Taxilamine (2) is the fourth member of its class of pseudobenzyl isoquinoline alkaloids and must probably have been formed in nature through oxidative rearrangement of palmatine to supply initially polycarpine. Hydrolytic N-deformylation followed by further oxidation would then afford taxilamine.


Fagonia indica Linn. is a small spiny undershrub which is widely distributed in Pakistan. An aqueous decoction of the leaves and young twigs is a popular remedy for cancer in its early stages. A new sapogenin “Nahagenin” (5) has been isolated from the hydrolysed extracts of the aerial parts of the plant, and its structure has been elucidated on the basis of a 400 MHz NMR spectrum, a 100 MHz CMR spectrum and high resolution mass spectrum.

The substance analyzed for C30H48O4 (confirmed by high resolution mass spectrometry, m/z = 472.3740 mass, 472.3552 for C30H48O4). Major peaks in the MS occurred at m/z 454, 436, 424, 409, 395 and 261. The IR spectrum (CHCl3) showed peak at 1740 cmâ€"1 and 3460 cmâ€"1 suggesting a d-lactone and hydroxy groups. The substance readily afforded a diacetate (m/e-556), but was found to be remarkably inert to attempted hydrolysis of the lactone. The 1H NMR showed no olefinic protons. The 13C NMR recorded on a 400 MHz instrument confirmed the presence of 30 carbons. The carbon atoms in the A and B rings were readily recognised by comparison with corresponding signals of known pentacyclic triterpenoids. Eight quaternary centres and 6 methyl groups were also identified. The 13C NMR displayed a resonance at d 177.29 for the carbonyl carbon, and 3 resonances at d 84.72 (s), 76.54 (dd) and 71.92 (d) for the oxygen-bearing carbons C(20), C(3) and C(23) respectively. On the basis of these spectral data, structure (5) was assigned to nahagenin which has been confirmed by an unambiguous structure determination by a single crystal X-ray diffraction analysis.


Buxus papilosa (Buxaceae) is a shrub, which occurs abundantly in the northern regions of Pakistan. Extracts of Buxus species have been used since ancient times for the treatment of a wide variety of diseases including malaria and venereal disease. Buxus papilosa has found use in the indigenous system of medicine as a febrifuge for relief of rheumatism and for the treatment of a number of other ailments. Four new alkaloids, papilamine (6) Papilicine (7) moenjodaramine (8) and harappamine (9), have recently been isolated by us from the leaves of this plant and their structures elucidated on the basis of the spectral data of the alkaloids as well as their derivatives. The spectral data obtained for each alkaloid are given against each structure.

The uv spectrum of moenjodaramine showed absorption maxima at 207, 237, 245 and 254 nm, characteristic of the presence of a 9(10â€"19) abeo-diene system. An identical u.v. spectrum is encountered in buxamine E, buxaminol E and papilamine. The proton NMR spectrum (CDCl3) showed 3 singlets, corresponding to the 3 tertiary methyl groups at d 0.71, d 0.75 and d 1.03. The secondary (C-21) methyl group resonated as a doublet at d 0.88 (J = 6Hz). A 3-proton singlet resonating at d 2.1, was assigned to the â€"NCH3 group, while another peak resonating at d 2.2 and integrating for 6 protons was assigned to the â€"N(CH3)2 group attached to C-20. A set of AB doublets resonating at d 3.24 and d 3.82 was assigned to C-29 methylene protons a- to the C-3 nitrogen. A singlet at d 5.98 was ascribed to the isolated olefinic proton at C-19 while a multiplet centred at d 5.55 was assigned to the C-11 olefinic proton.

The mass spectrum of the compound afforded the molecular ion at m/z = 426.3609 which corresponded to the formula C28H46N2O (calcd. 426.3609). The substance showed a base peak at m/z 58.0650 corresponding to the composition C3H8N+ which suggested the loss of CH2N+ (CH3)2 characteristically encountered in alkaloids bearing a â€"N(CH3)2 grouping on ring A, and which may be formed in moenjodaramine by intramolecular proton transfer and cleavage. Another peak at m/z 57.0625 corresponded to the fragment CH2 = +N(CH2)CH3. A peak at m/z 85.0883 was in accordance with the composition C5H11N (calc. 85.089) which was attributed to (CH2)2CH = N+ (CH3)2 formed by the cleavage of ring A along with the side chain. A peak at m/z 72.0810 having the composition C4H10N+ corresponded to the loss of CH3.CH = N+(CH3)2 commonly encountered in alkaloids bearing a â€"CH(CH3) â€"N(CH3)2 grouping on ring D. Another peak at m/z = 71.0734 having formula C4H9N+ was assigned to the fragment CH2â€"CH = N+ (CH3)2 formed by cleavage of ring A along with the side chain.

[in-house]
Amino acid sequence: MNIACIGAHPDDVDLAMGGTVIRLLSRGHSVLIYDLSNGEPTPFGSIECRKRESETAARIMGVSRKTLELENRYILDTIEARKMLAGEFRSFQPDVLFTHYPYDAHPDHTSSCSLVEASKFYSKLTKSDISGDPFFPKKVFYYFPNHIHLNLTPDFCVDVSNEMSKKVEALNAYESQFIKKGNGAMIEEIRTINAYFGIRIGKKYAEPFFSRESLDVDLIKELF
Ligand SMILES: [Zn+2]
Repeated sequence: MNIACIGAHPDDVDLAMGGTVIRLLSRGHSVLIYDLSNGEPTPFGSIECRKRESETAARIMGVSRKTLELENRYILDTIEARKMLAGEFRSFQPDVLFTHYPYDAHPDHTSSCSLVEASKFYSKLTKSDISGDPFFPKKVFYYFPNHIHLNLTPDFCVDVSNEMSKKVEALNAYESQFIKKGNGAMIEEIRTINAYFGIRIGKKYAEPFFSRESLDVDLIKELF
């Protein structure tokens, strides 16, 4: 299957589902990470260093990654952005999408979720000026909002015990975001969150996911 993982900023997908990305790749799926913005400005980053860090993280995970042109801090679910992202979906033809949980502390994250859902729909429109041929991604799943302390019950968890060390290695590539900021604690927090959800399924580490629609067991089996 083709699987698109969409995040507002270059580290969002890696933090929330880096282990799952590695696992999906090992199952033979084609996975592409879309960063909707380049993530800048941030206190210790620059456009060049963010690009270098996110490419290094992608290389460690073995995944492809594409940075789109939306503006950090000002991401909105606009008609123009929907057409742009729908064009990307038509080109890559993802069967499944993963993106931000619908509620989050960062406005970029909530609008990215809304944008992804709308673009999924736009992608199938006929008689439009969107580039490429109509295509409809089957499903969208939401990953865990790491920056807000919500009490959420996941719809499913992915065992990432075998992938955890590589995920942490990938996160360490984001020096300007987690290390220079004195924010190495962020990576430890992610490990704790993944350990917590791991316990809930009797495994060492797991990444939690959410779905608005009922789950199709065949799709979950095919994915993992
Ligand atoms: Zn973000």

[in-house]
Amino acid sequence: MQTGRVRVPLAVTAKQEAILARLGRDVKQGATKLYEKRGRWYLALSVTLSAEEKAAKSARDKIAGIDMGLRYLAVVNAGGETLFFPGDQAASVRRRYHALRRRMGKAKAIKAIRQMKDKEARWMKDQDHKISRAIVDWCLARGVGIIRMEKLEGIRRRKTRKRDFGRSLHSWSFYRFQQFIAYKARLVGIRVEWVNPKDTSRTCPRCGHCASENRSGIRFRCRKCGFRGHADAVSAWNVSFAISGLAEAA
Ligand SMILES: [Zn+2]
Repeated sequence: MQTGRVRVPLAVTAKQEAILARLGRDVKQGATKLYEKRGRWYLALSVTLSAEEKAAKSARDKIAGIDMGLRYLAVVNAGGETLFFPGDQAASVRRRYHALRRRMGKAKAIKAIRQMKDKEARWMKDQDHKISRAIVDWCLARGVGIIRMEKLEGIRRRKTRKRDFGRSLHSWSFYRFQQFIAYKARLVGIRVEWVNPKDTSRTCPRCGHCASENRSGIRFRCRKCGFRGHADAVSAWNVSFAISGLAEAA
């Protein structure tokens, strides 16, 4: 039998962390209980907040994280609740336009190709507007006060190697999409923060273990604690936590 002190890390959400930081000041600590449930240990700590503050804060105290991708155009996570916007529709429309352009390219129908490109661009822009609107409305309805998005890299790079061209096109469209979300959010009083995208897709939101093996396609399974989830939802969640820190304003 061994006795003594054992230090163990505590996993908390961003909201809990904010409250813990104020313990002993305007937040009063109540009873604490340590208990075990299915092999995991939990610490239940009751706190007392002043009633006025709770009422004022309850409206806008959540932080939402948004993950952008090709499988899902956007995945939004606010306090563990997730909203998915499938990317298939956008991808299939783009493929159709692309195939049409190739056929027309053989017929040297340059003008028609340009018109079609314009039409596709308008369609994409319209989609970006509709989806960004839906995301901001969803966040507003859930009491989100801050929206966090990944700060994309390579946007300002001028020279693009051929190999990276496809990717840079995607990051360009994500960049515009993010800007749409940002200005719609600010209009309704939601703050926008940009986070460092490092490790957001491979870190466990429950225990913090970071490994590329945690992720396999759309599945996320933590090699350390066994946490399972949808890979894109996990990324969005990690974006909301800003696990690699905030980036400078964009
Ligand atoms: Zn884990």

In the light of the above studies, structure (8) has been assigned to moenjodaramine. This substance has previously been reported as a synthetic product prepared from desoxy-16-buxidienine C, but it has not been isolated. A second alkaloid, harappamine was similarly established to have structure (9).

Moenjodaramine (8) and harappamine (9) are the first representative numbers of a new class of pentacyclic natural products bearing both a tetrahydrooxazine ring and a 9(10â€"19) abeo-diene system.


Studies on the alkaloids of Catharanthus roseus have resulted in the isolation of a new alkaloid, to which structure (10) has been assigned. The substance afforded a u.v. spectrum which was typical of a dihydroindole system, showing absorption maxima at 212, 246 and 303 nm and minima at 276, 226 nm. The i.r. spectrum showed the presence of an ester carbonyl absorption at 1730 cmâ€"1. The mass spectrum was very similar to that reported for vindolinine and 19-epi-vindolinine. A high resolution mass measurement on the molecular ion afforded the exact mass to be m/z 336.1837 in agreement with the formula C21H24N2O2. The C-13 NMR spectrum of the alkaloid (10) (broad-band and off-resonance) showed interesting similarities to the C-13 NMR spectra reported for 19-R-vindoline, 19-S-vindoline, and 16-epi-19-R-vindolinine. The ester carbonyl carbon resonated at d 173.47, whereas the methyl of the ester group resonated at d 52.6 (quartet). The substance afforded 4 doublets for the tertiary aromatic carbons, and 2 singlets for the 2 quaternary aromatic carbon atoms. A characteristic singlet appeared at d 81.36 corresponding to the quaternary carbon atom a to the indoline nitrogen.